Regular Paper

Software & Systems Modeling

, Volume 9, Issue 1, pp 87-111

Open Access This content is freely available online to anyone, anywhere at any time.

Process mining: a two-step approach to balance between underfitting and overfitting

  • W. M. P. van der AalstAffiliated withEindhoven University of Technology Email author 
  • , V. RubinAffiliated withSoftware Design and Management (sd&m AG)
  • , H. M. W. VerbeekAffiliated withEindhoven University of Technology
  • , B. F. van DongenAffiliated withEindhoven University of Technology
  • , E. KindlerAffiliated withTechnical University of Denmark, Informatics and Mathematical Modelling
  • , C. W. GüntherAffiliated withEindhoven University of Technology

Abstract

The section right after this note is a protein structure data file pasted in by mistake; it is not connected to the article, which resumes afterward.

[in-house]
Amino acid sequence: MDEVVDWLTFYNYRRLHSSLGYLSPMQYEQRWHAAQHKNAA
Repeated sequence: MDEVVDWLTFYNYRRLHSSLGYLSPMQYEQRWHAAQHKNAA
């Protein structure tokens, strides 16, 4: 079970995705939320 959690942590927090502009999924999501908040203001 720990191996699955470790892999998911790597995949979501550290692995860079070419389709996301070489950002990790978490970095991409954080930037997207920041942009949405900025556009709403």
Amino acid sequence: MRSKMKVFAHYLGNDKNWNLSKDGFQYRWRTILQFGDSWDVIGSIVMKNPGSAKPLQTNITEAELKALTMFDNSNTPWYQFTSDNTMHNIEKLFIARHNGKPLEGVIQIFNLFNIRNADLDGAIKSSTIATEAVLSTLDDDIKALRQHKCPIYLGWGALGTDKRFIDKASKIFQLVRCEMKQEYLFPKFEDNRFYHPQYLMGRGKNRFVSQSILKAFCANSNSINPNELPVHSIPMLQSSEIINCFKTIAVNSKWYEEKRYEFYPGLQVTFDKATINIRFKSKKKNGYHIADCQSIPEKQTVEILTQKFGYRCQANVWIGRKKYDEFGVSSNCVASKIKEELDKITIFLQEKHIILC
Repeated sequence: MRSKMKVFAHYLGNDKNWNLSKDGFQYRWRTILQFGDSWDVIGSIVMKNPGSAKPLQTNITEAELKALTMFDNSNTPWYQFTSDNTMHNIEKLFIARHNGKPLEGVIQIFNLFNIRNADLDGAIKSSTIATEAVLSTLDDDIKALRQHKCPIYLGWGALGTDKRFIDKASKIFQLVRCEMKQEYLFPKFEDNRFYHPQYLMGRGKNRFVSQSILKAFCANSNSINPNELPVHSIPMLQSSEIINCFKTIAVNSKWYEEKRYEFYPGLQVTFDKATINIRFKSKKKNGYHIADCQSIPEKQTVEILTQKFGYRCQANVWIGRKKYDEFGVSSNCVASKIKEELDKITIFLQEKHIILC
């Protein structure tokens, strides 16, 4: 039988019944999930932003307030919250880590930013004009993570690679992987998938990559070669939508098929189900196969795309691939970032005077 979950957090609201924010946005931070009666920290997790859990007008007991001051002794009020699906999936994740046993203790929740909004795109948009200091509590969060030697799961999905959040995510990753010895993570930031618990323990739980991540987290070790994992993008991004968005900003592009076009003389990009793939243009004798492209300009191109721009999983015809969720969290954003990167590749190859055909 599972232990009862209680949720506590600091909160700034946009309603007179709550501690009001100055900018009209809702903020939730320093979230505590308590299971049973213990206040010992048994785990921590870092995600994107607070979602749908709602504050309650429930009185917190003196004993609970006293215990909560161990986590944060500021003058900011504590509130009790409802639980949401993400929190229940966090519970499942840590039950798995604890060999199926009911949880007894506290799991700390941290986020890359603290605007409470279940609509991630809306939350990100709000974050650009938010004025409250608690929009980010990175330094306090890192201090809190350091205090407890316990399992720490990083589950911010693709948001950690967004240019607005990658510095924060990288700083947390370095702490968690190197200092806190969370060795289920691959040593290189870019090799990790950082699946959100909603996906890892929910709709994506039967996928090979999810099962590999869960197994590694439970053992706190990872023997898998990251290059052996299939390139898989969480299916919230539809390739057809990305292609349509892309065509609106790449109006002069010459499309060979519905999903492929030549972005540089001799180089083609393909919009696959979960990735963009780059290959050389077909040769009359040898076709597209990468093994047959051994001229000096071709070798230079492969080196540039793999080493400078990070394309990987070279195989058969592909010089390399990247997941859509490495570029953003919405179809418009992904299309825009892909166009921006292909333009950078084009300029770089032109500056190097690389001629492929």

Process mining includes the automated discovery of processes from event logs. Based on observed events (e.g., activities being executed or messages being exchanged) a process model is constructed. One of the essential problems in process mining is that one cannot assume to have seen all possible behavior. At best, one has seen a representative subset. Therefore, classical synthesis techniques are not suitable as they aim at finding a model that is able to exactly reproduce the log. Existing process mining techniques try to avoid such “overfitting” by generalizing the model to allow for more behavior. This generalization is often driven by the representation language and very crude assumptions about completeness. As a result, parts of the model are “overfitting” (allow only for what has actually been observed) while other parts may be “underfitting” (allow for much more behavior without strong support for it). None of the existing techniques enables the user to control the balance between “overfitting” and “underfitting”. To address this, we propose a two-step approach. First, using a configurable approach, a transition system is constructed. Then, using the “theory of regions”, the model is synthesized. The approach has been implemented in the context of ProM and overcomes many of the limitations of traditional approaches.